Thursday, 6 December 2012


Tribalism in the workplace can be visible or invisible, both generous, necessary, in fact desirable and of course dangerous.  However let’s not forget that tribalism is natural, inherent and either choice or force driven as in social forces and most “belong” and if it’s not a club then there are affiliations, birth tribes, clans and more.

Locally tribalism is everywhere; we cannot blame our politicians for dividing us along tribal lines because the same vice has found its way to our workplaces. Go to government offices, multinationals, midsized companies and the small entities to start ups you’ll have it. In smaller companies and start ups there’s a tendency by the business owner to first hire his immediate family members (Wife, Son, Daughter, cousin etc) as they launch the business. If they didn’t do that the business owner probably hired a friend or asked his/her friends to recommend a few guys for the positions he had vacant. This is how it all begins, slowly you find all or three quarters of your staff come from one community. Reasons vary among different business owners, you all know those stereotypes; Wakikuyu na pesa hapana, wakamba ni wachawi, watu wa coast ni wazembe, wameru wana hasira mingi, wajaluo ni watu wa kelele na unions etc.
For one reason or the other you preferred to hire ‘your people’ from GEMA community, or the Lake region. Let’s not dwell on that, if these people perform well in their tasks and roles then they deserved the jobs.
Today we would like to focus on the dangers of hiring along tribal lines.

1.      Difficulty in attracting talent
If 60 % of the employees in your company are from one tribe then mostly the company is seen more like a tribal entity. People from other tribes will not even attempt to apply for jobs there should they feel they don’t stand a chance of getting hired. Most graduates for example rush to multinationals for their multi cultural setting with employees from diverse backgrounds, nations and cultures. The point we are driving here is you need to have a balanced workforce, in as much as the owner/directors may all come from one or two tribes ensure you hire employees from various tribes so that the employees co-exist without looking at each other as X from tribe Y rather work together for the greater good of the company.

2.      Kills Team Work & Synergy
Employees from minority tribe may feel uncomfortable fitting into a team or department which has majority of its members from one community. Once in a while vernacular finds its way to the meetings, jokes are shared in our mother tongue and thus a few members of that department may feel unwanted. When people cannot work as a team, tasks take longer to complete, work lacks flow leading to inefficiency and thus lesser productivity. Should you find this happening already take that team to an outdoor team bonding session to re-create team dynamics missing. 

3.      Leads to divisions in the company.
And how many times have you heard or witnessed in a meeting when someone says… What’s HR doing here? Or perhaps in a Sales meeting when someone asks; why is Finance here?  Or….That department is useless, it hasn’t done anything worthwhile, it lets us down. That could be tribalism at play!
Once in a while managers favour, promote, and add salaries and fringe benefits to employees from their tribes while others are sidestepped. These do happen in our workplaces however they could really divide workers and this will certainly lead to conflicts. When people start identifying themselves by tribes in an organization then you need to take corrective actions to unite them. You could rotate jobs, transfer others, promote or organize frequent get together to unite the staff again as well as FIRE some!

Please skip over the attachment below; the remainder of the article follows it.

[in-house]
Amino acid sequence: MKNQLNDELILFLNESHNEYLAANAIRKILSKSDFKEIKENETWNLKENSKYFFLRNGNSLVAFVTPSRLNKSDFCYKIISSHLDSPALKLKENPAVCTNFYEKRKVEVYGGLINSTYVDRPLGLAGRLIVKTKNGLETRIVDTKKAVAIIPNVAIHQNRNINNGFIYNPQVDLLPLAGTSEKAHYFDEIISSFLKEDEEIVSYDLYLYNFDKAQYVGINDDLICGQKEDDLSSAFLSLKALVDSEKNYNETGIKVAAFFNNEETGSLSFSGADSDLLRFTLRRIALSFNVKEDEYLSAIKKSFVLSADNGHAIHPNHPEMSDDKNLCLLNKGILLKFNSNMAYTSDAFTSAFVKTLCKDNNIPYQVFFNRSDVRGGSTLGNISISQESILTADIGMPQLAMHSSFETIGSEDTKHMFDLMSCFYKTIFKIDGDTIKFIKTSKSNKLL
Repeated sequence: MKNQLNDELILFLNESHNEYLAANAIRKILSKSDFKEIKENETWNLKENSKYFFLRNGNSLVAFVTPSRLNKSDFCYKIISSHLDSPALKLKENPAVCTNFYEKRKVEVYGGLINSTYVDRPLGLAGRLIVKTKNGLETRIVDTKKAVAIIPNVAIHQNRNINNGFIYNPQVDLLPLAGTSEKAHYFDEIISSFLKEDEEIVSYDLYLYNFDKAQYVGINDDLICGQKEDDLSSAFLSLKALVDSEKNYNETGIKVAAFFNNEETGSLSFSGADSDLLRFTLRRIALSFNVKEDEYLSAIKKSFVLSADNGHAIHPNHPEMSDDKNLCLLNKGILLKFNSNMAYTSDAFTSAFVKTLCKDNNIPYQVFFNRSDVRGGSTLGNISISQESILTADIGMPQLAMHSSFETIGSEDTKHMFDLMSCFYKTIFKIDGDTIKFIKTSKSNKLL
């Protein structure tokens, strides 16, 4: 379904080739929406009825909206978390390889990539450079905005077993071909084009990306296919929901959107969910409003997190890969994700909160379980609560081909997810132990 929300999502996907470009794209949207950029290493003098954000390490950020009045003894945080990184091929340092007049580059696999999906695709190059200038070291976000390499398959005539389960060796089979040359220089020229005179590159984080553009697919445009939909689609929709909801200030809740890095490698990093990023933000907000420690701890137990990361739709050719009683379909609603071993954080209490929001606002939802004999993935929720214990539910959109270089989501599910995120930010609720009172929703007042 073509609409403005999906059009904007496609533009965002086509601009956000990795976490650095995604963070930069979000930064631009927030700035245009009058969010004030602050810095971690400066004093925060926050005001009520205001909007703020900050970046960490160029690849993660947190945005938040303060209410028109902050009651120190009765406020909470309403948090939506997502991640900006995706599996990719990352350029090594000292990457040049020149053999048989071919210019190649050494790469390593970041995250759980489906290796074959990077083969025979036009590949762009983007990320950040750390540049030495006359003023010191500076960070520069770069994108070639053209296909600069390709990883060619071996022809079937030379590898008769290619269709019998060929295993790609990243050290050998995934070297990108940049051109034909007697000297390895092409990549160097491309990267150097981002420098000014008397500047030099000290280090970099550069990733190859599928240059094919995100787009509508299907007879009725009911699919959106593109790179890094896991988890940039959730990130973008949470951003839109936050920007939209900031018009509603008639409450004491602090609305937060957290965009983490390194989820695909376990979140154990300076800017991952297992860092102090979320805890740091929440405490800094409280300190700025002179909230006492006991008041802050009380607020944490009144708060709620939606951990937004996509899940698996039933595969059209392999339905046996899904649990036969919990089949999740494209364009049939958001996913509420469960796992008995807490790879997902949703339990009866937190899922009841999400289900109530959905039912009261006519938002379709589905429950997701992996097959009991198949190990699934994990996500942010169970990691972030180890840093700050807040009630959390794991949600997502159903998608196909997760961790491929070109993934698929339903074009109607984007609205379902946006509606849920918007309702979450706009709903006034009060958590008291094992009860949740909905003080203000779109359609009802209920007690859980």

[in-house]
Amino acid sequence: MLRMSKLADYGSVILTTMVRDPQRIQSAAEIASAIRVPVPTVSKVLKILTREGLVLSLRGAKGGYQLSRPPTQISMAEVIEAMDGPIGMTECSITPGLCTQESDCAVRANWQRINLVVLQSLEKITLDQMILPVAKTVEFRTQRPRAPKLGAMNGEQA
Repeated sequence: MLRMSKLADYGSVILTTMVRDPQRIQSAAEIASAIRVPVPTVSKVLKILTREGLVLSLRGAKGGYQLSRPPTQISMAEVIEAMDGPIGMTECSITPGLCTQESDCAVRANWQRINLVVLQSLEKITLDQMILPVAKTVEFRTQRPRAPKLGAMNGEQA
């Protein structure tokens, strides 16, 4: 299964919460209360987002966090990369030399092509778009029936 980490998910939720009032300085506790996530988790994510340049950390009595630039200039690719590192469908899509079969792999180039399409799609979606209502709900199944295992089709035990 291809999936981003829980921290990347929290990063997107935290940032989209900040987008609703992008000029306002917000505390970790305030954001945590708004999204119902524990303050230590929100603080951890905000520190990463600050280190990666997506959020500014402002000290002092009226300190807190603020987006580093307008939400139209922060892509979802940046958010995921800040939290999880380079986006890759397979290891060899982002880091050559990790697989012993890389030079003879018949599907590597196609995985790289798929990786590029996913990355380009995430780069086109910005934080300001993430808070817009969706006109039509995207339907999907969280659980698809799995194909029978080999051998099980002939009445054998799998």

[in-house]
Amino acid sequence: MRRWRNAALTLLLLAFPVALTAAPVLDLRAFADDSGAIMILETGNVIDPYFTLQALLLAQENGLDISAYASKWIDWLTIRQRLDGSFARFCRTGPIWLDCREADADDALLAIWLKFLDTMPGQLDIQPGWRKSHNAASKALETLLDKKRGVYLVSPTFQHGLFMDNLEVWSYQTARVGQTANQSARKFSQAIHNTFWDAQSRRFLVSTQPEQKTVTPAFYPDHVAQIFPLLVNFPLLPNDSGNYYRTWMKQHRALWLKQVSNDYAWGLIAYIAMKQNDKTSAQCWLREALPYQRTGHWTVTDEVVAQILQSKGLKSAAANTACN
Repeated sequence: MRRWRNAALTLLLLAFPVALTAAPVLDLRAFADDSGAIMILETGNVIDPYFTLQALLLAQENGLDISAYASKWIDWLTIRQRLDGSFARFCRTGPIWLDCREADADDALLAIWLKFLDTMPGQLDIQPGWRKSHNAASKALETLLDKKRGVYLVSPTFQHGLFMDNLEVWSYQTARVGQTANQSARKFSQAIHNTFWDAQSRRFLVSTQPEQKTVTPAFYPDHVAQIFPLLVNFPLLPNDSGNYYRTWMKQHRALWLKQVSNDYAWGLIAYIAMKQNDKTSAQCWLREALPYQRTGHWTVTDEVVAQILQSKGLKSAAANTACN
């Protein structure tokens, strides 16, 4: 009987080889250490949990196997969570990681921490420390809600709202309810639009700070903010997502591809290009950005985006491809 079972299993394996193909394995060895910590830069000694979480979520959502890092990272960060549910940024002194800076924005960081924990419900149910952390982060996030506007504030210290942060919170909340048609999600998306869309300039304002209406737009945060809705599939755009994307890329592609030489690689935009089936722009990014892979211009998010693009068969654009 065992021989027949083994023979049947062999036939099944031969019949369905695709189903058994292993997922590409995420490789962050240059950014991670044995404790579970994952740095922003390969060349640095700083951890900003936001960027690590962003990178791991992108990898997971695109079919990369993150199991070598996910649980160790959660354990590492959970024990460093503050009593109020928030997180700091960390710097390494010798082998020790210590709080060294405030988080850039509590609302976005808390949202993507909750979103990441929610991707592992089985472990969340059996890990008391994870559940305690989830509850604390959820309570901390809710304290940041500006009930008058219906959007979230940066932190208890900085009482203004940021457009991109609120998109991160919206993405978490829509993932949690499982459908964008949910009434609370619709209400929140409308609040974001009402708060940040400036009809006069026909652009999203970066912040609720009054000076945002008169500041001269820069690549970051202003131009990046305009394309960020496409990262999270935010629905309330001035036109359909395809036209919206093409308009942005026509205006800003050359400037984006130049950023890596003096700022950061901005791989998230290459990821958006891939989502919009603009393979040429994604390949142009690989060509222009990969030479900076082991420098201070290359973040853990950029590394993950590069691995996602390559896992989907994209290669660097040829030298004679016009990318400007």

4.      Kills Professionalism & Healthy Corporate Culture
Culture is the competitive advantage. This is a call to all leaders, CEO’s, Directors and such. It’s about you, your people, culture, leadership, core values and vision. The culture of an entity really matters a lot to the success of the entity. The values, morals, mission and vision of the company may not be adhered to should there be preference to members of a certain group to another. When rules, guidelines and regulations cannot be followed to the letter then the level of professionalism goes down the drain. Some employees become untouchables, report to work late, leave early, delegate all the work etc are some of the tendencies that crop up. When this happens a few people become overworked, demotivated and dissatisfied with their work. At this point a few disgruntled employees will protest, seek other jobs, others will keep quiet and under perform while others will join in. In a few months time the company’s culture is dead and the firm is reporting losses!  

5.      Lowers Employee Morale.
How does it feel when you know that promotions aren’t awarded on merit; hard work, skills, experience or level of education? Bad, right? When certain employees realize there’s tribalism at play in the workplace employee morale then dies, cleverer employees will start lobbying for support from people in control of their fate (HR department) while others will just sit back and lose hope! Employees then show lack of energy, enthusiasm and passion that they had before. When the problem gets to this point then it becomes a case of “do your work I am doing mine”. Employees don’t strive to go beyond their targets, lack drive to go the extra mile and their performance becomes just okay, better known as satisfactory. In a mid sized organization that is seeking to grow and venture into new markets or regions then their expansion plans become a pipe dream. 

My advice to you is to be keen on who you hire. Don’t make your firm a tribal outfit for the good of the organization.
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